Being the sporty scientist or scientific sporter?

At a relatively young age, my parents started noticing that my sport coordination was quite alright. Energy levels were through the roof and a huge love for ball sports got me (and my parents) inspired to play tennis and field hockey in the Netherlands. What started as fun introductions to these sports ended with mastering personal peaks in sport performances later in life, including playing in the youth national championships as a tennis player and winning the European championships with the Dutch youth national teams as a field hockey player. Of course, these sport performances were not achieved without the large amount of practice, overcoming many challenges, lessons that were learned, frustrations, and prioritizing decisions while getting older. Now, looking back on my sports career and current role as a developmental neuroscientist, I see many skills and challenges that overlap between playing sports at a professional level and working as a PhD student in an academic world. In that sense, it is perhaps not that surprising that I pursued an career in academia as well at some point? With this blog I want to share my experiences and lessons learned of my background in sports, which helped me entering the academic world, to possibly inspire people to pursue a dual career as well. But first, I will explain what it takes to work on a dual career.

Dual career pathways

To pursue two career pathways, such as a sport and academic one, it takes a lot of effort and time. I expected both to lead to high levels of success – well, that is why I work so hard – where both pursuits can also lead to a possible life-long career. However, research showed that it is impossible to devote 100% of your time in both pursuits. Therefore, to find the right strategy to balance an optimal dual career, I made constantly shifts between prioritizing sports and academics at the same time. As such, the prioritized role in a specific situation needs a little more effort and time while maintaining the other role. Also, a planning of the sport season was combined with a schedule of a scientist. What would you do if you are expected to play an important sport match while you are at the same time expected to present your most recent findings at an international conference? Yes, this is a tricky one and required shifting and frustration toleration skills. In this case, I tried to keep things in perspective and planned such big events as early as possible so I was able to play the match while present the findings at another fantastic international conference at a different time. Other competencies to make a dual career work are:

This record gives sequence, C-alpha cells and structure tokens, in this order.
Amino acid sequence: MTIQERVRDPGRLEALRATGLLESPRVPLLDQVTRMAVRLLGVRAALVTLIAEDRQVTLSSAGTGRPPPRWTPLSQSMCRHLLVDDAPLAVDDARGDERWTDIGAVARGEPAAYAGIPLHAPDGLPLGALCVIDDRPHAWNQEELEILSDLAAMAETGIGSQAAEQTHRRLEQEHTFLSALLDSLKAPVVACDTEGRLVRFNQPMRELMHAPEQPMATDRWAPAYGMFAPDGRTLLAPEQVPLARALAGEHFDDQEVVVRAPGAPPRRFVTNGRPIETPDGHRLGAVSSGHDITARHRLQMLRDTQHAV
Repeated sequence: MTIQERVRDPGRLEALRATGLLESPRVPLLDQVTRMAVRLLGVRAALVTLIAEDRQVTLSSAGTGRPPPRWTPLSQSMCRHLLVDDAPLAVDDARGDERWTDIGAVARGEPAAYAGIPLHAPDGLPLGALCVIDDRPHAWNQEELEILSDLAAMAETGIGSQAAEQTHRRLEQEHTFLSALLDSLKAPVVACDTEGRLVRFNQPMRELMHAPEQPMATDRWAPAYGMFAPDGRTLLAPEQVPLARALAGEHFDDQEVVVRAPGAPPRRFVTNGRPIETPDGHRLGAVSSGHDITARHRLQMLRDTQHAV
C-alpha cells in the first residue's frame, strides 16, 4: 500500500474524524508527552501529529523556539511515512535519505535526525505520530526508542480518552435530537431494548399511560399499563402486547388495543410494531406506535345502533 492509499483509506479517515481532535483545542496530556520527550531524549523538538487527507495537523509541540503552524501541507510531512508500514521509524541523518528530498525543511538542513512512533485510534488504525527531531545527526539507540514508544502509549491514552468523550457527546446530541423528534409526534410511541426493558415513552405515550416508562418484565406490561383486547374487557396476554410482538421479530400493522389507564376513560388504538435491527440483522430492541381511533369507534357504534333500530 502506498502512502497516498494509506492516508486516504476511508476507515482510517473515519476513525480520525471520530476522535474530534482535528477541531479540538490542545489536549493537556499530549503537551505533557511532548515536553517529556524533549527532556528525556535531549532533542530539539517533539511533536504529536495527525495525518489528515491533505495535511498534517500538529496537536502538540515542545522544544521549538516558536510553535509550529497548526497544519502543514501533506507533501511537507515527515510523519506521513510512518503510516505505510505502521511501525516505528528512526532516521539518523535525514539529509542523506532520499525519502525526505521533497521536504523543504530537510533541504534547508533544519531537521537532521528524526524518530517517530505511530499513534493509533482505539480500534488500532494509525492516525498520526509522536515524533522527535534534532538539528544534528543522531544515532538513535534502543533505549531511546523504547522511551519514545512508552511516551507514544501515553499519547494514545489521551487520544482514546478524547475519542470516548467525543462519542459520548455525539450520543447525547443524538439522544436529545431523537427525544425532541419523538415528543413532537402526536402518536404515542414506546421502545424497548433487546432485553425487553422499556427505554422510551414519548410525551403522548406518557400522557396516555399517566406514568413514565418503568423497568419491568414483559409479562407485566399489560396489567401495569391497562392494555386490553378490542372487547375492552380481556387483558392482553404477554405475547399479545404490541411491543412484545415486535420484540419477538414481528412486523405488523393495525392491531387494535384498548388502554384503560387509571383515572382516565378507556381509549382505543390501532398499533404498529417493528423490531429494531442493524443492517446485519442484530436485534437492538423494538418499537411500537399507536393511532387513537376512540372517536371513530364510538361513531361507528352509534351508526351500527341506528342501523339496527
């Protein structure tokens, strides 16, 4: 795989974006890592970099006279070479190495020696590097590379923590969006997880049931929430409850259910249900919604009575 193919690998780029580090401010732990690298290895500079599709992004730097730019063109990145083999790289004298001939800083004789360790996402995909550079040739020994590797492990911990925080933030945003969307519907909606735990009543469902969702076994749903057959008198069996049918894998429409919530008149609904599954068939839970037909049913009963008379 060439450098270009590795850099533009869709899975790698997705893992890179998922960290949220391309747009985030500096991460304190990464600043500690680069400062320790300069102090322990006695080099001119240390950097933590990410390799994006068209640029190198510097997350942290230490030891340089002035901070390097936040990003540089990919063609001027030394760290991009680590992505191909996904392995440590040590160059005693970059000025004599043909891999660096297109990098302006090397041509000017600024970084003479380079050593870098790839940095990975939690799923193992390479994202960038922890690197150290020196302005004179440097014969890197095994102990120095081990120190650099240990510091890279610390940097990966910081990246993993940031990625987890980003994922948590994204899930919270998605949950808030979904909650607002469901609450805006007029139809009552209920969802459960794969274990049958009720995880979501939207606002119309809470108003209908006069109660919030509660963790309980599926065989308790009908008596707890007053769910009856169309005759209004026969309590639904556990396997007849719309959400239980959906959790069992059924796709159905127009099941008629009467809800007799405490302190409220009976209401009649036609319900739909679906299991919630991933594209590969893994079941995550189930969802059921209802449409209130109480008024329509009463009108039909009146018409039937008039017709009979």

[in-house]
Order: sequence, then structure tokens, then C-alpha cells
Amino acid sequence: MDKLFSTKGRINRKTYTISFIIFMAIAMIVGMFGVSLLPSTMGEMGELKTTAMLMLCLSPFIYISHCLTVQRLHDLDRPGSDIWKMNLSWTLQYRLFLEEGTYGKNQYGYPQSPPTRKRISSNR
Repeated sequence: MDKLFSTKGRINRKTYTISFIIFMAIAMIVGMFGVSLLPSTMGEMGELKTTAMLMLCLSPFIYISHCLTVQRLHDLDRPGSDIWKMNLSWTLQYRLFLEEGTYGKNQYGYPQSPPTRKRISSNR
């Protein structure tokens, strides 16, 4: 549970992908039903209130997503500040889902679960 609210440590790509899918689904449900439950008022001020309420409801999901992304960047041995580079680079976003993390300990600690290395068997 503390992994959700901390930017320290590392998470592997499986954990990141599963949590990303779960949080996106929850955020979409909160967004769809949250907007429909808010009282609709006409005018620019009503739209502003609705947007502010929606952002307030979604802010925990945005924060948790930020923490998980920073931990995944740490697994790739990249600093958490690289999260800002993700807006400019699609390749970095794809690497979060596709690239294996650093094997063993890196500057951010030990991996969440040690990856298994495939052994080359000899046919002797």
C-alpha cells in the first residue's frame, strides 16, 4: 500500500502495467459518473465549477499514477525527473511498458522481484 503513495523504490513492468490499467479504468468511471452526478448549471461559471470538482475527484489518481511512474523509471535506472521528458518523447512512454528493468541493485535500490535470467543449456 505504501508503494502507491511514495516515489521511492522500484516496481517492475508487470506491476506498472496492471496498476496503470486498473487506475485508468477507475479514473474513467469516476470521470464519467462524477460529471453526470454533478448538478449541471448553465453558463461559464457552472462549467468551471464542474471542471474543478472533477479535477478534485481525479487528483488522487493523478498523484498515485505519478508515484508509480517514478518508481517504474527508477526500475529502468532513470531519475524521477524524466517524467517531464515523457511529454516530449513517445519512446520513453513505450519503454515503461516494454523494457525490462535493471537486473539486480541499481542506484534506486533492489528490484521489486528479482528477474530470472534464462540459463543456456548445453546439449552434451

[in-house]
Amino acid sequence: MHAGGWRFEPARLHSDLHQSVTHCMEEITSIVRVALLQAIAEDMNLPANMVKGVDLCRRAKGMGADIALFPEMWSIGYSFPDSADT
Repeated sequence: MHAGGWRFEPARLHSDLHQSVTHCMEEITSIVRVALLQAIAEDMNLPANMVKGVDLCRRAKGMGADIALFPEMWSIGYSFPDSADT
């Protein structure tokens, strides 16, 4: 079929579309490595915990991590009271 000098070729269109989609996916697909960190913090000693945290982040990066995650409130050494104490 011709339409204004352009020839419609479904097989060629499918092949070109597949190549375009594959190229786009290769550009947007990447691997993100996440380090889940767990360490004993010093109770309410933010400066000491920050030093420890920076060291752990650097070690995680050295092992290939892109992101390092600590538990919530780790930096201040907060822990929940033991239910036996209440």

• Time management where I decided what had the highest priority using for example the taxonomy scales of: (1) important and urgent, (2) important but not urgent, (3) not important but urgent, and (4) not important and not urgent.
  • A growth instead of a fixed mindset where I expanded my resources by learning from essential events and inspiring people. An advice is to consult on dual career challenges and explain to the people that you work with what your expectations are in both careers.